For gay couples who seek to engineer children to accessorize their “marriages,” the surrogate mothers of those children are discarded as soon as the child is born. In gays’ eyes, women clearly serve no purpose in raising children.
It’s not just that Mom is absent: Quite tragically, Mom never actually existed because Dad or Dads willed her out of the picture. No amount of love from a Dad or Dads can compensate for that.
Pete Buttigieg has already said, “We're hoping to have a little one soon.” If the Buttigiegs contract to “have” children, their kids will bear in their souls the knowledge that they were created precisely to be deprived of a mom in order to fill the emptiness in their two daddys’ lives and, perhaps, to increase their chances of moving into the White House.
The superfluity of women is communicated on a daily basis by gay dads to their children, something that is ignored by the LGBT world and stimulates no intellectual curiosity by their supporters in the worlds of social science and the media.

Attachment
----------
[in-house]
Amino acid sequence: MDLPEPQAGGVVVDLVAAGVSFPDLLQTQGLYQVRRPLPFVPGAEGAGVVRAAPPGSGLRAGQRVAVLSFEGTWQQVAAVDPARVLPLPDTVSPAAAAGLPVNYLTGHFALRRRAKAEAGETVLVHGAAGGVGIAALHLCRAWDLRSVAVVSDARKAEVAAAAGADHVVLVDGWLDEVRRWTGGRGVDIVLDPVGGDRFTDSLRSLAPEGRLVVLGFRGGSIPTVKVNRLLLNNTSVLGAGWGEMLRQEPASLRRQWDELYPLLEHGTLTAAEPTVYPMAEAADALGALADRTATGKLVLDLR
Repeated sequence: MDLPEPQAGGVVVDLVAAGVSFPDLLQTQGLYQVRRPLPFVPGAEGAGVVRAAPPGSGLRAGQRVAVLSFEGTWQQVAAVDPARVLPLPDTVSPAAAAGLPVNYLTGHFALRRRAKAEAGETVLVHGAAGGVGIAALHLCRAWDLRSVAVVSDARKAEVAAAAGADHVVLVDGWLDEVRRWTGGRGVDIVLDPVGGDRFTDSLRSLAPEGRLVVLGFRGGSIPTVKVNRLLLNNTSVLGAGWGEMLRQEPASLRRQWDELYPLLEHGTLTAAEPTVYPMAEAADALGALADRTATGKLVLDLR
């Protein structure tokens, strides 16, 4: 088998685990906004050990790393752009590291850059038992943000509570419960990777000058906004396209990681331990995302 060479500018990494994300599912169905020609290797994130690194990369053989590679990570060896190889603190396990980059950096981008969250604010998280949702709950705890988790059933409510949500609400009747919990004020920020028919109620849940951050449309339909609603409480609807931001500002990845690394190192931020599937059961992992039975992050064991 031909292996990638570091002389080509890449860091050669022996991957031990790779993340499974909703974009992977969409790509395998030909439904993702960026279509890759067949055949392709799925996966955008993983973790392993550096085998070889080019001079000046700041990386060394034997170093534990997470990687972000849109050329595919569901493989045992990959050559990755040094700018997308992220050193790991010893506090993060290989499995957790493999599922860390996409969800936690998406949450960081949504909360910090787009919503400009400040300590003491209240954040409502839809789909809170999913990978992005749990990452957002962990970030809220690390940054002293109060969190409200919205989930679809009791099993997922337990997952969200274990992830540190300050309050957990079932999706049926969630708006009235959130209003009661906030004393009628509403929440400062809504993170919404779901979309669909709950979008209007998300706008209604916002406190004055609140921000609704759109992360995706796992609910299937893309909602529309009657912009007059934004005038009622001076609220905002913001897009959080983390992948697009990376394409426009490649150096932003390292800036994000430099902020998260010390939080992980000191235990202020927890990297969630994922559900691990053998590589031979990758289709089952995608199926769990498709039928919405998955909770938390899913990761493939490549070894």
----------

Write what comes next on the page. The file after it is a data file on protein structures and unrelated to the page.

To gays, women are nothing more than breeders. When in the history of humanity have women been held in greater contempt?
Consider the overlooked, unintended consequences
The Buttigieg candidacy is the epitome of patriarchy because the very nature of the candidate’s life devalues women and redefines children as chattel. By default, it mocks and erases maternity. What could be more damaging and divisive for society? Yet the politically correct world remains absolutely enthralled with gay fatherhood.
Americans need to look beyond the glossy pictures and the “hooray for the gay guy” rhetoric and consider the unintended consequences the Buttigieg candidacy — and perhaps, presidency — will precipitate. Most pundits and members of the media won’t dare explore the likelihood of negative outcomes, and won’t ask unpopular, politically incorrect questions. They just won’t.
At the outset of the TIME Magazine article, the author asserts, “To some Americans, Buttigieg may just be the man to vanquish America’s demons.”
On the contrary, Buttigieg’s candidacy promises to unleash a horde of new Asmodean demons.